Presently, the love of most has turned cold. It is not easy to get help or assistance from a friend, neighbour, relative or people you used to get help from. The hardship is written on the people’s faces through empty plates and hardly any food at home, with the resulting frustration creating unnecessary tension among an already tense citizenry. Very few people are willing to lend money to those who desperately need money, which is all of us. Those who succeed in getting loans are failing to repay, making it difficult for others to get such help from lenders. From transport to tea and bread; from clothes to milk and sugar; from rice, gari and pepper to house rent and petrol, everything is expensive.
And with the artificial price hikes that the NACOVERC instituted COVID-19 lockdowns, curfews, and travel restrictions brought about still with us, those who hoarded are still laughing all the way to the bank, to the detriment and further hardship of the struggling masses, who say the first thing the government should do to show that they are really pro-poor is to ensure that prices of all goods and services return to pre-coronavirus levels. But chances are with a government that is showing unwillingness to bend to the wishes of the people this call too will go unheeded.
Still on the bread and butter economics, we are not sure of what the benefits of the taxes we continue to pay as a people are, especially for Small and Medium Size Enterprises, as we are yet to receive any concrete help from the central government, since any forthcoming help or assistance is expected to come from the international community, which help the SLPP government will share along partisan lines. Notwithstanding that, such monies are never enough to meet and sort out all your needs as whatever they could fix would leave much more to be desired.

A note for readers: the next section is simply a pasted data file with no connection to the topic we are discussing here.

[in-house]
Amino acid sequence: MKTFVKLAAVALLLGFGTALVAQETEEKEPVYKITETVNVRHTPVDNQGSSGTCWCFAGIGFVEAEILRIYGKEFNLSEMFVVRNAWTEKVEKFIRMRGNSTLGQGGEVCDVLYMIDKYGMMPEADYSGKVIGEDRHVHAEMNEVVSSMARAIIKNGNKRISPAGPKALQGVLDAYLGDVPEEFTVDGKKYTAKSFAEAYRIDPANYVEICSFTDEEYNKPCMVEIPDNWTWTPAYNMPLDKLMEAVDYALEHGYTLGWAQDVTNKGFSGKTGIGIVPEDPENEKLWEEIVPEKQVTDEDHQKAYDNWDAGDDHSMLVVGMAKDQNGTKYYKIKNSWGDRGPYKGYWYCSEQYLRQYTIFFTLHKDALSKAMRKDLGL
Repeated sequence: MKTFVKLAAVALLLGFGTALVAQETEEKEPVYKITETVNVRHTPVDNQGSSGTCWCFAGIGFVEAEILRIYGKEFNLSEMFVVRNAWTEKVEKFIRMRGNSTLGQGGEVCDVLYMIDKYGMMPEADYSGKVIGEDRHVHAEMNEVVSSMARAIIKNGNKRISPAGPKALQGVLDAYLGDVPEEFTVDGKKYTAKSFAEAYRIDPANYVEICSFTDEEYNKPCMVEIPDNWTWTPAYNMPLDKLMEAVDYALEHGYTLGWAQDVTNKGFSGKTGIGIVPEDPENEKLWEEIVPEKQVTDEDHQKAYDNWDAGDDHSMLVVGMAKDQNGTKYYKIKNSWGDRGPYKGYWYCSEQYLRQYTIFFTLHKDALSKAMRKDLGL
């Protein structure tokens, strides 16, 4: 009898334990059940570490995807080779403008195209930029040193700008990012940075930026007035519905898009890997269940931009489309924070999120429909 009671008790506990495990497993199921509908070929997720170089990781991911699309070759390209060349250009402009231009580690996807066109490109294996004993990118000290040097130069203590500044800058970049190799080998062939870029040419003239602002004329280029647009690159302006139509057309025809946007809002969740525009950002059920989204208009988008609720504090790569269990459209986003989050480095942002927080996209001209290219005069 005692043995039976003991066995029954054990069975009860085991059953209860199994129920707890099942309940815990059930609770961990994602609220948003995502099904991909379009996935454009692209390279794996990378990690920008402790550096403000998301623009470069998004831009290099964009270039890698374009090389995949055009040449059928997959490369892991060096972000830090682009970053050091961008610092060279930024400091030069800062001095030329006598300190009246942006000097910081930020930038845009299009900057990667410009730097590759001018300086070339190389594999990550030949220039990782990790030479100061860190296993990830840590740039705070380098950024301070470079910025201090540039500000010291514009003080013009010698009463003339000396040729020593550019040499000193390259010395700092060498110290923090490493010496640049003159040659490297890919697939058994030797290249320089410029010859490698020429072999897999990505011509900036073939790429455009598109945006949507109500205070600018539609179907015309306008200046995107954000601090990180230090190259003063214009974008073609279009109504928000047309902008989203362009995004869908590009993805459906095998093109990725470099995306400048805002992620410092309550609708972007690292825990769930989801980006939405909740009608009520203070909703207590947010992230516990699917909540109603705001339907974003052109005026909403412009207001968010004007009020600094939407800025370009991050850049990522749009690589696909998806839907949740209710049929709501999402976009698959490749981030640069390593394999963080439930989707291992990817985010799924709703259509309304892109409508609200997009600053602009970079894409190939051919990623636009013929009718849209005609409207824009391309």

A regime and party of self-styled intellectuals that are far removed from the issues at the grassroots level, is wholly unsuitable for the all-hands-on-deck approach that is needed to turn things around. It is common knowledge that intellectuals are so aloof and far from the experiences and needs of the struggling masses they look down on that, they go as far as blaming the poor for their condition. Sadly, these are the very people who, when they are in need of votes, they would run to using all manner of rhetoric, only to turn their backs on them after getting the mandate.
So as the rich keeps getting richer and the poor poorer, bread and butter seem far from those who need them the most – the poor that forms the majority of us. Three years down the line and with no end in sight, we still want to know, when will this current hardship end? What plans does the government have to ensure that it ends? If this government that is showing itself as a new direction in the same old corrupt, lawless, violent and leakage direction of the past is yet to turn things around for the people, which one among the opposition is capable?
“We will have to find out in the ballot box in 2023,” said a very disgruntled Sierra Leone People’s Partisan.